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5 ways to style your home more sustainably

almost 2 years ago
5 ways to style your home more sustainably

Turning a house into a home often involves redecorating rooms, revamping colour schemes, changing accessories and buying new furniture, but rushing out to replace what you might already own isn’t great in the sustainability stakes. In fact, ‘fast furniture’ is the new ‘fast fashion’, with a growing movement against purchasing unsustainable or unethical homewares that are quickly and ruthlessly discarded. 

The option of buying second hand, scanning Gumtree or Facebay for free items and upcycling what you already own are the most sustainable approaches to home styling but sometimes purchasing new is the preferred option.

If your interior plans involve buying furniture, accessories or decorative items, you may like to consider these more sustainable interior options:-

  1.     Towels: one of the top tricks for making your home look more attractive is displaying a pile of fluffy towels. If you’re following this well-used styling method, you can make sensible sustainable choices by buying bamboo towels. Bamboo doesn’t need any pesticides or fungicides to grow, is biodegradable, doesn’t need any chemicals to be turned into yarn and is a self-regenerating, sustainable crop. What’s more, bamboo towels are naturally anti-bacterial, anti-fungal, odour resistant and hypoallergenic.
  1.     Bedlinen: a crisp, crinkle-free set of linen is always a winner when it comes to home styling and there are some excellent sustainable choices when making up a bed. You can buy duvets that are filled with 100% recycled feathers and down, while many mattresses are manufactured with waste wool and repurposed plastic as the stuffing. Hemp bed linen is an eco essential as the production of this fabric is a carbon negative activity, while generic lyocell fabrics, including TENCEL™, are made by dissolving wood pulp that’s been sustainably harvested from forests. Alternative bed linen fabrics include organic or recycled cotton.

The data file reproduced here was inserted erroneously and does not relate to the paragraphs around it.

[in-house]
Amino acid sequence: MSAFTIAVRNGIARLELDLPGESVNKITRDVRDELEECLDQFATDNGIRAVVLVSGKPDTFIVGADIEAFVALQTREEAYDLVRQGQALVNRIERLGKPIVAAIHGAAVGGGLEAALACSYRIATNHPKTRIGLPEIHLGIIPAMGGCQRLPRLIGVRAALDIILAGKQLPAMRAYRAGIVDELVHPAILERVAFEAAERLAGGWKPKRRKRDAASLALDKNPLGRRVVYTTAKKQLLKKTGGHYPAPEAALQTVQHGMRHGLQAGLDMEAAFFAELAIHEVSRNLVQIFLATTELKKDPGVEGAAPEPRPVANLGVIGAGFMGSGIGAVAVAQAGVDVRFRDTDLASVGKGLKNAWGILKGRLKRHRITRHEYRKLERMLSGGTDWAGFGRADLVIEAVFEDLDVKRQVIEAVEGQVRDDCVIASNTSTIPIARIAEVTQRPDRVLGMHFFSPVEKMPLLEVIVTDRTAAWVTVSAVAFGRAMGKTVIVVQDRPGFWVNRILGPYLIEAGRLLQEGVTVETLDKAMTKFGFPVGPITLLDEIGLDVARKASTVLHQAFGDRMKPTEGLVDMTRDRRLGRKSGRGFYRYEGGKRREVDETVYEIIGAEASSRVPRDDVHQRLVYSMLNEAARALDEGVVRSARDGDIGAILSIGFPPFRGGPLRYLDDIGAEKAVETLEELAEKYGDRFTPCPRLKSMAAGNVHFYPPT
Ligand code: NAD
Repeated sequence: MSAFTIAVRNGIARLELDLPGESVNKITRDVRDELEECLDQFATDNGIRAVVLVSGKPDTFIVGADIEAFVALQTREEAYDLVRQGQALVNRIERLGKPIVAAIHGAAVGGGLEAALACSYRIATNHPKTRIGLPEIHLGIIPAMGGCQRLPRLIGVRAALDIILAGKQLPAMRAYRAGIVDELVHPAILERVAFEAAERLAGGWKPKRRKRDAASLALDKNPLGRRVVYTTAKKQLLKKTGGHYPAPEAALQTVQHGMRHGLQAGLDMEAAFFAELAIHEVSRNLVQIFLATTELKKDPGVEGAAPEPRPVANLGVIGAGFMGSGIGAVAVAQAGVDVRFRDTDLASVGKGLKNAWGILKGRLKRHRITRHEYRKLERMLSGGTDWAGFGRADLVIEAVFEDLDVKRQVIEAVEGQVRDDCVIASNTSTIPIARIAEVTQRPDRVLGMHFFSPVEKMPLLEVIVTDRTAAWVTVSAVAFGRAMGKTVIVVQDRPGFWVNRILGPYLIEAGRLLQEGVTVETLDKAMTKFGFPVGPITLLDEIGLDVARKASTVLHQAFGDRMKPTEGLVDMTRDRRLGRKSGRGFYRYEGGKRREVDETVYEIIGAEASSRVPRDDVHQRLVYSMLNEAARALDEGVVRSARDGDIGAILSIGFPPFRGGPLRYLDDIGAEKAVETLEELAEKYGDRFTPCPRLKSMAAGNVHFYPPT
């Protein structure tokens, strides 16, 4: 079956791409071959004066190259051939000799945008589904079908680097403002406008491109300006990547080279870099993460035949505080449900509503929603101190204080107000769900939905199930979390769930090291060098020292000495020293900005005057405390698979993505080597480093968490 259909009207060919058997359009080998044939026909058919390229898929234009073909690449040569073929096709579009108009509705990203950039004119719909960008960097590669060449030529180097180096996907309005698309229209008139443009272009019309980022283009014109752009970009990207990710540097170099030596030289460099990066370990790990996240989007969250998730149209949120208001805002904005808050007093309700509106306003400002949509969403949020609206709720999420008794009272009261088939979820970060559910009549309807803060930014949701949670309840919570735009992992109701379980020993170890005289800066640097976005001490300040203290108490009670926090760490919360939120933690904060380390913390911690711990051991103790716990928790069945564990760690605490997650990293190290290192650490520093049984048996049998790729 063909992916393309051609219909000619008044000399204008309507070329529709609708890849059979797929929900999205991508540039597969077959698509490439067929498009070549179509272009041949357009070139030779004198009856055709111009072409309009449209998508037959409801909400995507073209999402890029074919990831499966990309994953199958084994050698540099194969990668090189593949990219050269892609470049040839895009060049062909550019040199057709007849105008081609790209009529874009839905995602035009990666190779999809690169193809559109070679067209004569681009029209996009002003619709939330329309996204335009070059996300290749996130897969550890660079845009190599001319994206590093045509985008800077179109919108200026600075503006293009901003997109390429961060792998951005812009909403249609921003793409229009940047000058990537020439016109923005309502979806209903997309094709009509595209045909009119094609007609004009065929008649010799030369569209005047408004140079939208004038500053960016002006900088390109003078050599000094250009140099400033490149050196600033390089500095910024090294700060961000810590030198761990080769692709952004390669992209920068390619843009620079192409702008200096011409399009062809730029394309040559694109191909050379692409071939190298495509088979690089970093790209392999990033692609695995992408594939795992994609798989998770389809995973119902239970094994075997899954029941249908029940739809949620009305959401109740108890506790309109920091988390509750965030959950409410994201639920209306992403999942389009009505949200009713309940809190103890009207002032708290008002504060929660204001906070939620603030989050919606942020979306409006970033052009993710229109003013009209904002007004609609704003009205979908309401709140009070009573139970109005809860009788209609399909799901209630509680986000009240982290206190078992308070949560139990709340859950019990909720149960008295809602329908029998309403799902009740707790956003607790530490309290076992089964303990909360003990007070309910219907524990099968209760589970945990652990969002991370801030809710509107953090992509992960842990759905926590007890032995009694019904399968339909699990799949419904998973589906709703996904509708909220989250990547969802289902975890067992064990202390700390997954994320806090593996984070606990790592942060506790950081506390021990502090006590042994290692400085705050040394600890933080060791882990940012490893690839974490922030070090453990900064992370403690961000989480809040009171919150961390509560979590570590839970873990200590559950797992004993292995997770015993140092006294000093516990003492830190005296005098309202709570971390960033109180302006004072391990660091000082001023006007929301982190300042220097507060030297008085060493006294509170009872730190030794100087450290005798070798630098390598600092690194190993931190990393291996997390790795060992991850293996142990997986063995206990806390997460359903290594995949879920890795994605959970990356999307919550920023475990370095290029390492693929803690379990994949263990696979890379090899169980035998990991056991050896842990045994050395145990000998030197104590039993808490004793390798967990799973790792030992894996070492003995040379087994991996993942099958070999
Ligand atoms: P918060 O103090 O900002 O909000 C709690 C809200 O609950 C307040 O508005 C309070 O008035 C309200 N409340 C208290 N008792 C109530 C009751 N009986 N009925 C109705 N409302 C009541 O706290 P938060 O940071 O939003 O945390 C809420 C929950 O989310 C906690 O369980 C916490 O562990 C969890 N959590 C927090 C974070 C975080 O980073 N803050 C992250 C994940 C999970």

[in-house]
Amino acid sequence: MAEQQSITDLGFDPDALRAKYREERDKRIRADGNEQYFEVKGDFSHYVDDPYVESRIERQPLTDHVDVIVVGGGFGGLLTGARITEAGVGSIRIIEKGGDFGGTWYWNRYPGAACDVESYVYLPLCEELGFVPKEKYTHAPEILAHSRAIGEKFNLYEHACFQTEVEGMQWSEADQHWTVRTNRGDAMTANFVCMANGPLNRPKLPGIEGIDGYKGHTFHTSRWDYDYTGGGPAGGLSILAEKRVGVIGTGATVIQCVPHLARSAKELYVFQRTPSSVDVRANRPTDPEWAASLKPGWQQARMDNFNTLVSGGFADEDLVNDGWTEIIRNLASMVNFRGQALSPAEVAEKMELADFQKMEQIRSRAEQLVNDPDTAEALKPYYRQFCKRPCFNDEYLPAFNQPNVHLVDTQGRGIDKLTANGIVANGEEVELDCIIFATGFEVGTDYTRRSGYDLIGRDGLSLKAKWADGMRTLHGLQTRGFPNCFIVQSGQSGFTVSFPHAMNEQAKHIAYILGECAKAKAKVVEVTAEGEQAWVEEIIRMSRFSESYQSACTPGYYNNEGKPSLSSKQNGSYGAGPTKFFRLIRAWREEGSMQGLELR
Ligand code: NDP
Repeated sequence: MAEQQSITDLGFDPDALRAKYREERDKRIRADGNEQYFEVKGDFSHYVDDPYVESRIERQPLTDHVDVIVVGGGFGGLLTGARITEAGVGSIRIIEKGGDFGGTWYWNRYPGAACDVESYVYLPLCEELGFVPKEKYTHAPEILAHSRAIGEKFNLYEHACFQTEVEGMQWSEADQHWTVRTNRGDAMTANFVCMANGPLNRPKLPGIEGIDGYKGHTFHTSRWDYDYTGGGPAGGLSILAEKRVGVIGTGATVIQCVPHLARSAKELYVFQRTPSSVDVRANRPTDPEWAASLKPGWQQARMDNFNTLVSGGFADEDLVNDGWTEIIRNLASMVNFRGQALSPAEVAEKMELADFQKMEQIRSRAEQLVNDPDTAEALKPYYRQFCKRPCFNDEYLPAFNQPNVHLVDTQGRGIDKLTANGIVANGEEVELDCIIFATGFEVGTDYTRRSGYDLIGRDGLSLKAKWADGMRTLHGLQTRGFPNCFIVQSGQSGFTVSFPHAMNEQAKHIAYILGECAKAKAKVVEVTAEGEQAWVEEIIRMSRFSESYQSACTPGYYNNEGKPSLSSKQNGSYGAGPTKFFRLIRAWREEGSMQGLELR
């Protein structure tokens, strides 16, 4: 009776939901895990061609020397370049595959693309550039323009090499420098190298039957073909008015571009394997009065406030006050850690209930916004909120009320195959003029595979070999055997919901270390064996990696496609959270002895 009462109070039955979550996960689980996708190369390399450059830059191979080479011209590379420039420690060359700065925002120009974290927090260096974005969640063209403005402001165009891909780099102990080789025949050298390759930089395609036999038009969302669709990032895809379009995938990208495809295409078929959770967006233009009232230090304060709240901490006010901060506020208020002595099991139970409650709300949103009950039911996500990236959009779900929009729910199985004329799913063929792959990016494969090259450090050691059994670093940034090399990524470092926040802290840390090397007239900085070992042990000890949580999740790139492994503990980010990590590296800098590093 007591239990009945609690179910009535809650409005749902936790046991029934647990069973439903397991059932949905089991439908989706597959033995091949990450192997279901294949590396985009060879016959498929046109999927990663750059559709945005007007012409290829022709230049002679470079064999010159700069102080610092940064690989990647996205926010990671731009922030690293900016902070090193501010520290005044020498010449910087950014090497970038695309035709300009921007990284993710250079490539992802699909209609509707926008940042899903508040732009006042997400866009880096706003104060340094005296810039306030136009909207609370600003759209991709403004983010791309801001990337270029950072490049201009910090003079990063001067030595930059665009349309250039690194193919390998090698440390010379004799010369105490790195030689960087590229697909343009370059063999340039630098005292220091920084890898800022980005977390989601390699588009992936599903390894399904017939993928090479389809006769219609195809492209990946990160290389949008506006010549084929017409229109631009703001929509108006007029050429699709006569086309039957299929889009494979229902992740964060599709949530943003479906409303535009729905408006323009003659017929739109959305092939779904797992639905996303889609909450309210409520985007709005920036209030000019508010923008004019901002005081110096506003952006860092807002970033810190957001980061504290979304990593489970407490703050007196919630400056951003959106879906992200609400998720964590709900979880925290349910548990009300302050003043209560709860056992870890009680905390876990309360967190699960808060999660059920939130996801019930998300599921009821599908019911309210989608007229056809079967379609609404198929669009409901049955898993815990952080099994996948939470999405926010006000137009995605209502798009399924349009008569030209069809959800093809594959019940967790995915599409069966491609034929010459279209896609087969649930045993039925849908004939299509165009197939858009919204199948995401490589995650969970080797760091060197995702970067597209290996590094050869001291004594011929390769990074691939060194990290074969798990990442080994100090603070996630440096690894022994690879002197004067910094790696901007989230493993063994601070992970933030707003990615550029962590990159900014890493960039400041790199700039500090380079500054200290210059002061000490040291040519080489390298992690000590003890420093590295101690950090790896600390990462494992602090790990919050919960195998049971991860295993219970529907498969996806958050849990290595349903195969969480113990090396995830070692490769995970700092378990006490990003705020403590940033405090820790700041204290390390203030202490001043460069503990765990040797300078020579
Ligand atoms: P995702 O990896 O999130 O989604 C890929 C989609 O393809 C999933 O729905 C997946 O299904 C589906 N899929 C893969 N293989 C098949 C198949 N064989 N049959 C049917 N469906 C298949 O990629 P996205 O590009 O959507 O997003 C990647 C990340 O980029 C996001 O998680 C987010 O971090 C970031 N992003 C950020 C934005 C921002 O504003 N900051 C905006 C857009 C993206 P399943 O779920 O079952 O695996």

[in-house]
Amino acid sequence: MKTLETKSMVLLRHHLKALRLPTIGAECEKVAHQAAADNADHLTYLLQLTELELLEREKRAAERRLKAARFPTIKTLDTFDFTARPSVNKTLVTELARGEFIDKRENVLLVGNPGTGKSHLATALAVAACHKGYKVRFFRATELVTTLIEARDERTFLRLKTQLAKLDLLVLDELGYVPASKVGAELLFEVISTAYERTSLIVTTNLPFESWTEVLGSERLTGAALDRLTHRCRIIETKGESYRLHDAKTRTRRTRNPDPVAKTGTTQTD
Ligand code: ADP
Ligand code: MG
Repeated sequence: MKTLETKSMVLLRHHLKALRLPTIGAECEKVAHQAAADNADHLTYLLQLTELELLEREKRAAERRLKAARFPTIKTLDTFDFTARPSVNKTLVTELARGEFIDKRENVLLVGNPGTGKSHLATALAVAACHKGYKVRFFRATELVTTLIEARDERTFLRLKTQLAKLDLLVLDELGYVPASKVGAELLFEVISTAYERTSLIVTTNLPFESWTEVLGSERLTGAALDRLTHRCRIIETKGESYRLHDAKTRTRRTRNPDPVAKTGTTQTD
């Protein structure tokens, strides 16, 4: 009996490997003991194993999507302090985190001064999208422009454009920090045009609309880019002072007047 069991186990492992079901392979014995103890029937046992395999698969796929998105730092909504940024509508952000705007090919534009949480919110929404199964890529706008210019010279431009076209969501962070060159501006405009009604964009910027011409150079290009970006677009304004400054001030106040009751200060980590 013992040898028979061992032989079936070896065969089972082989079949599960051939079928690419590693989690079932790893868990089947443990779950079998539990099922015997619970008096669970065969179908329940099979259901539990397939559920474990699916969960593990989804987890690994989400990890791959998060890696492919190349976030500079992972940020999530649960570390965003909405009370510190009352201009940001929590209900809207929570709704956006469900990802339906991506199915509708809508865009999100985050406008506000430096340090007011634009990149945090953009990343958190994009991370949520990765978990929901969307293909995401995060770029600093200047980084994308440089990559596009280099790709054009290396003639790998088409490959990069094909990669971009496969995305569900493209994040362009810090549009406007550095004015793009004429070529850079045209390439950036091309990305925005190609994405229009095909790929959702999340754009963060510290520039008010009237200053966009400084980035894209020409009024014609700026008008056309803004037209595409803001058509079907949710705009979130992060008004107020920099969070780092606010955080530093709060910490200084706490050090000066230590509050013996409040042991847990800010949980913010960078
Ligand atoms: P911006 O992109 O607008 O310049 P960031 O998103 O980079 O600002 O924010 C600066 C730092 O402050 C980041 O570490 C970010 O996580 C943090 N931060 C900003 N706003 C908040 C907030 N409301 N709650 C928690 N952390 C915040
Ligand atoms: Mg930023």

1.     Wood: timber is a natural, replenishable resource so it’s a great contender for furniture, if bought considerately. If you’re buying a new wardrobe, chest of drawers, dining table or bedside cabinet, ensure the item is made from sustainable wood. Look for the Forest Stewardship Council (FSC) or Programme for Endorsement of Forest Certification (PEFC) logos on the label or in the product description. Also avoid ‘buying cheap, buying twice’ as sustainable, durable investment pieces are better for the environment than repeatedly purchasing poorly-made furniture time and time again.
  1.     Paint & paper: breaking out the paintbrushes and wallpaper paste are rights of passage when moving to a new home and the careful selection of these everyday decorating essentials can enhance the sustainability of your home. When purchasing paint, look out for water or mineral based products, low levels of VOCs (volatile organic compounds) and recycled/recyclable tins or biodegradable packaging. For those keen on wallpaper, opt for non-vinyl paper that can be recycled at home once removed, wallpaper made from recycled products, FSC certified paper and patterns printed using water-based inks.
  1.     Flowers: many of the bouquets we buy to pop in our vases have high air miles, with blooms sourced from Holland and sometimes more exotic climes. The most sustainable flowers, however, come from our own gardens and even our local hedgerows. No flowers? No problem. Some of the best displays consist exclusively of foliage, grasses, twigs and dried seed heads. If you’re not green fingered or don’t have a garden, look for bunches of shop-sold flowers labelled as UK-grown, so you’re reducing air miles and supporting local growers.

If you’d like to practise improved eco-living in a new property, get in touch for moving advice and available flats and houses.

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